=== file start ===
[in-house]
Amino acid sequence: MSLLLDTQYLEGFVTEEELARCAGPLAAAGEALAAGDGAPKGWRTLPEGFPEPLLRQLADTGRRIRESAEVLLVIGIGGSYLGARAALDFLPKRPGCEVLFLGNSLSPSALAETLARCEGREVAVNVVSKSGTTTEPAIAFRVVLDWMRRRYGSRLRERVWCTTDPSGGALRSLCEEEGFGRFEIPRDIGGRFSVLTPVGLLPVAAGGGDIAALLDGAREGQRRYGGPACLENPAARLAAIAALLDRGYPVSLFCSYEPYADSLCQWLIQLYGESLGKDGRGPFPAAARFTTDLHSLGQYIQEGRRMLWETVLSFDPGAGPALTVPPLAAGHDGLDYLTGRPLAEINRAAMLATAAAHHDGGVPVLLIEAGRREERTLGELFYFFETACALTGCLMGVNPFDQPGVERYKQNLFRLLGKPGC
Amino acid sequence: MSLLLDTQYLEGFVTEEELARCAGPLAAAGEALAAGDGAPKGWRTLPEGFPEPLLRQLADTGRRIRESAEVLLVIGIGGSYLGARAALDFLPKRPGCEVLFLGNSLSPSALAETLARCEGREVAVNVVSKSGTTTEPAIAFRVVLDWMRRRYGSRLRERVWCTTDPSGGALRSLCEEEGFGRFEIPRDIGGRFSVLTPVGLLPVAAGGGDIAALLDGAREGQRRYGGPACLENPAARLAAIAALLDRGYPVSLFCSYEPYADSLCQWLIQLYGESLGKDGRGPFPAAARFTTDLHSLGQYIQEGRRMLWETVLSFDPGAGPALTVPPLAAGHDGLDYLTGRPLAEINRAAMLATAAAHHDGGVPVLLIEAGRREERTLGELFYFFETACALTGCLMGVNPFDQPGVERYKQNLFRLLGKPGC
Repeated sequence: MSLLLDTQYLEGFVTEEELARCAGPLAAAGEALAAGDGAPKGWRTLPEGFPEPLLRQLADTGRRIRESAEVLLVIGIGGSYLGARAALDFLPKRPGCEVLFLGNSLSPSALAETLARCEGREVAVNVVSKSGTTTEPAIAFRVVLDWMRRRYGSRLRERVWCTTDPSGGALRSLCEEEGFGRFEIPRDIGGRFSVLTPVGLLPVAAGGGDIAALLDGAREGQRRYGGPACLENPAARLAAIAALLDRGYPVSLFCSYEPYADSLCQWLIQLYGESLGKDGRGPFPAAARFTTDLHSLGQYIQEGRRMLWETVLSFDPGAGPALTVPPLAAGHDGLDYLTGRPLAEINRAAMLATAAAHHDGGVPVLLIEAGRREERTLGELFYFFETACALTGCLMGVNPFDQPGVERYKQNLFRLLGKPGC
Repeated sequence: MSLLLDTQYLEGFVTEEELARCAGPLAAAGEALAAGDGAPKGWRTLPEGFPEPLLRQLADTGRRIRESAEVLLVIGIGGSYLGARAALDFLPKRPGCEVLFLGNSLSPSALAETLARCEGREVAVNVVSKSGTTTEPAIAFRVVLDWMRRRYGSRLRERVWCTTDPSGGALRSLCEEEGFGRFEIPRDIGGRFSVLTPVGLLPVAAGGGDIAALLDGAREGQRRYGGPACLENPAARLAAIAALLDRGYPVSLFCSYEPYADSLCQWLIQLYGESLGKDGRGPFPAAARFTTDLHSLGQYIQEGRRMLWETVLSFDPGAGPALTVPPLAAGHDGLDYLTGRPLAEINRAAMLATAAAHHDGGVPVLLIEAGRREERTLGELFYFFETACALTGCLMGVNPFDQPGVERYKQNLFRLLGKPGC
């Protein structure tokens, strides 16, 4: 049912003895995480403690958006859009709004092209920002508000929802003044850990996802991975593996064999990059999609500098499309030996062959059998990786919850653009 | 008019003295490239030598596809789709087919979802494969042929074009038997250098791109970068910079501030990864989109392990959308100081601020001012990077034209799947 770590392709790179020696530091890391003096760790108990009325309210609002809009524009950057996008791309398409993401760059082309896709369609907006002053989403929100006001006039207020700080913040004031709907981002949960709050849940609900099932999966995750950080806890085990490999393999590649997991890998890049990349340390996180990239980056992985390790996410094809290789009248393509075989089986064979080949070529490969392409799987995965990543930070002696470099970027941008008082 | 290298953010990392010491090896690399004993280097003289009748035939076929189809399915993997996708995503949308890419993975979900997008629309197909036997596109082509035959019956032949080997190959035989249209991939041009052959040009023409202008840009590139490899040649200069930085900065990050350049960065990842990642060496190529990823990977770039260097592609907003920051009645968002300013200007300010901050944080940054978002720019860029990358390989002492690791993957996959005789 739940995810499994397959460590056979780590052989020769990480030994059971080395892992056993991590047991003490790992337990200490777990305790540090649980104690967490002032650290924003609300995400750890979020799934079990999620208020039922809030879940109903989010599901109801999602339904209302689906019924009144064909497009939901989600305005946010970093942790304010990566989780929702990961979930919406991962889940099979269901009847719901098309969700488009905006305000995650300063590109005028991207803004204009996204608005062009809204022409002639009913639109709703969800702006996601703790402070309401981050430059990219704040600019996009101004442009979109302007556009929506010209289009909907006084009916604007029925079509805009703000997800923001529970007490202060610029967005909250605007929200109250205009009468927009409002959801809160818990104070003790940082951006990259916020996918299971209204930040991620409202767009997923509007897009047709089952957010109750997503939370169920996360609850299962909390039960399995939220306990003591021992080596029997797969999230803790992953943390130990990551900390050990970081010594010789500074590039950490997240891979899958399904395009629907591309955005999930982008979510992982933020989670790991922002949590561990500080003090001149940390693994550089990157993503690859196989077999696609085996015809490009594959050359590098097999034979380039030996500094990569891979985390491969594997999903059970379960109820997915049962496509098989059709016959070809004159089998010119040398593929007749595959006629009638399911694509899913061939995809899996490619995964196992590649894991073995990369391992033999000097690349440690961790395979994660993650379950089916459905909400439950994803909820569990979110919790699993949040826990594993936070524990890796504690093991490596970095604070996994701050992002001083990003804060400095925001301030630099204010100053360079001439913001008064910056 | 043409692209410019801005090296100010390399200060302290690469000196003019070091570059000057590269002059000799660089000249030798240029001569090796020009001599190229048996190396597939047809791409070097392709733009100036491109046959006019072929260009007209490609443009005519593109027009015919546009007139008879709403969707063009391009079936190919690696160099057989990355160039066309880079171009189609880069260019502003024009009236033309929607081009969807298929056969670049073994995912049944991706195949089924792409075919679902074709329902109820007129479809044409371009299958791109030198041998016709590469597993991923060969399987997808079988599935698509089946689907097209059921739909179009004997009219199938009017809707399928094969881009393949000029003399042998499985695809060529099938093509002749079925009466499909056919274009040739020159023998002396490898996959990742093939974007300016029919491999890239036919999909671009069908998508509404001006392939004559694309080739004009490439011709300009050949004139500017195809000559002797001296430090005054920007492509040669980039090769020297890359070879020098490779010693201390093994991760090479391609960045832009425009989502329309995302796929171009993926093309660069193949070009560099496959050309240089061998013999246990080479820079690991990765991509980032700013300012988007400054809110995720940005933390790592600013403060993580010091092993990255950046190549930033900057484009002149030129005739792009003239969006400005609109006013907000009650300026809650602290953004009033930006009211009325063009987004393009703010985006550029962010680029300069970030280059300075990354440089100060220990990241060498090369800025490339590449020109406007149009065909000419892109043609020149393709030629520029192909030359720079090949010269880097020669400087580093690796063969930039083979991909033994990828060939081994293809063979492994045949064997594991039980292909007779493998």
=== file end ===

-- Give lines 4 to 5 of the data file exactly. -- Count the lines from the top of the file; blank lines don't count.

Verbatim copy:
Repeated sequence: MSLLLDTQYLEGFVTEEELARCAGPLAAAGEALAAGDGAPKGWRTLPEGFPEPLLRQLADTGRRIRESAEVLLVIGIGGSYLGARAALDFLPKRPGCEVLFLGNSLSPSALAETLARCEGREVAVNVVSKSGTTTEPAIAFRVVLDWMRRRYGSRLRERVWCTTDPSGGALRSLCEEEGFGRFEIPRDIGGRFSVLTPVGLLPVAAGGGDIAALLDGAREGQRRYGGPACLENPAARLAAIAALLDRGYPVSLFCSYEPYADSLCQWLIQLYGESLGKDGRGPFPAAARFTTDLHSLGQYIQEGRRMLWETVLSFDPGAGPALTVPPLAAGHDGLDYLTGRPLAEINRAAMLATAAAHHDGGVPVLLIEAGRREERTLGELFYFFETACALTGCLMGVNPFDQPGVERYKQNLFRLLGKPGC
Repeated sequence: MSLLLDTQYLEGFVTEEELARCAGPLAAAGEALAAGDGAPKGWRTLPEGFPEPLLRQLADTGRRIRESAEVLLVIGIGGSYLGARAALDFLPKRPGCEVLFLGNSLSPSALAETLARCEGREVAVNVVSKSGTTTEPAIAFRVVLDWMRRRYGSRLRERVWCTTDPSGGALRSLCEEEGFGRFEIPRDIGGRFSVLTPVGLLPVAAGGGDIAALLDGAREGQRRYGGPACLENPAARLAAIAALLDRGYPVSLFCSYEPYADSLCQWLIQLYGESLGKDGRGPFPAAARFTTDLHSLGQYIQEGRRMLWETVLSFDPGAGPALTVPPLAAGHDGLDYLTGRPLAEINRAAMLATAAAHHDGGVPVLLIEAGRREERTLGELFYFFETACALTGCLMGVNPFDQPGVERYKQNLFRLLGKPGC